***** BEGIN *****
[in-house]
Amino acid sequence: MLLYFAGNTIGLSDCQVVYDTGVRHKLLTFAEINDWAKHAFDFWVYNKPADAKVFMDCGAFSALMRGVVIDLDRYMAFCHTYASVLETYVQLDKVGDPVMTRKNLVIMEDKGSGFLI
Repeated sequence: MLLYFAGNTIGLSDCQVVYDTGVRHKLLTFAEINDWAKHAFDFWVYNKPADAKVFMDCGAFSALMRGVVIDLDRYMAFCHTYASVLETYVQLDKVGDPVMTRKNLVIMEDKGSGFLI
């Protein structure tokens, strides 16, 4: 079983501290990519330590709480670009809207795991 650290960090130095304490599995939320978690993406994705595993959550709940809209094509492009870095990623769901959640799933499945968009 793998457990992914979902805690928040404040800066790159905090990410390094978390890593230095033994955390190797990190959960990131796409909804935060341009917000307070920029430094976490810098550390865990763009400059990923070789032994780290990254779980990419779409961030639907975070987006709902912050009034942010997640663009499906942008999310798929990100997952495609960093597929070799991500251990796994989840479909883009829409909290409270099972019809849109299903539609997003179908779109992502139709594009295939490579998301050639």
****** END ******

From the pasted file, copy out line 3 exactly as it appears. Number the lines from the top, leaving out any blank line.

Repeated sequence: MLLYFAGNTIGLSDCQVVYDTGVRHKLLTFAEINDWAKHAFDFWVYNKPADAKVFMDCGAFSALMRGVVIDLDRYMAFCHTYASVLETYVQLDKVGDPVMTRKNLVIMEDKGSGFLI